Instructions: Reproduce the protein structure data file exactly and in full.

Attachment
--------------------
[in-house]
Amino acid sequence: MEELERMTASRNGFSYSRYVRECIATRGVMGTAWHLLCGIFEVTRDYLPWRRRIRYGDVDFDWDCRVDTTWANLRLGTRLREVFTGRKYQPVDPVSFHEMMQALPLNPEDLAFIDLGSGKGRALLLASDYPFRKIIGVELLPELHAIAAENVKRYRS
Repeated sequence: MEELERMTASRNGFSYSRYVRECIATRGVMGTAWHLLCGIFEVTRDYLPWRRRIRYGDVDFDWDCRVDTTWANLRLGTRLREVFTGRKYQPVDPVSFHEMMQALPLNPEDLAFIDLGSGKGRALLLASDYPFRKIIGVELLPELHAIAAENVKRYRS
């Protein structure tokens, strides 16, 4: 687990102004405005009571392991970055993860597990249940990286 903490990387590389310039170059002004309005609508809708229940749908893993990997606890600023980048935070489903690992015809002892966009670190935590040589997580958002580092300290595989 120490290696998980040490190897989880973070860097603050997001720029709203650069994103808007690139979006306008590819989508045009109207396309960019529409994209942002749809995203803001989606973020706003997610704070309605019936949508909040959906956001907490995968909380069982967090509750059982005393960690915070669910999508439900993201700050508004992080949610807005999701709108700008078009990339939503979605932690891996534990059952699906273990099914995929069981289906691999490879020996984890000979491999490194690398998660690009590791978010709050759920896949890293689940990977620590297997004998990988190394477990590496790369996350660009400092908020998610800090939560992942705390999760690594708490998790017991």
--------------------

[in-house]
Amino acid sequence: MEELERMTASRNGFSYSRYVRECIATRGVMGTAWHLLCGIFEVTRDYLPWRRRIRYGDVDFDWDCRVDTTWANLRLGTRLREVFTGRKYQPVDPVSFHEMMQALPLNPEDLAFIDLGSGKGRALLLASDYPFRKIIGVELLPELHAIAAENVKRYRS
Repeated sequence: MEELERMTASRNGFSYSRYVRECIATRGVMGTAWHLLCGIFEVTRDYLPWRRRIRYGDVDFDWDCRVDTTWANLRLGTRLREVFTGRKYQPVDPVSFHEMMQALPLNPEDLAFIDLGSGKGRALLLASDYPFRKIIGVELLPELHAIAAENVKRYRS
């Protein structure tokens, strides 16, 4: 687990102004405005009571392991970055993860597990249940990286 903490990387590389310039170059002004309005609508809708229940749908893993990997606890600023980048935070489903690992015809002892966009670190935590040589997580958002580092300290595989 120490290696998980040490190897989880973070860097603050997001720029709203650069994103808007690139979006306008590819989508045009109207396309960019529409994209942002749809995203803001989606973020706003997610704070309605019936949508909040959906956001907490995968909380069982967090509750059982005393960690915070669910999508439900993201700050508004992080949610807005999701709108700008078009990339939503979605932690891996534990059952699906273990099914995929069981289906691999490879020996984890000979491999490194690398998660690009590791978010709050759920896949890293689940990977620590297997004998990988190394477990590496790369996350660009400092908020998610800090939560992942705390999760690594708490998790017991």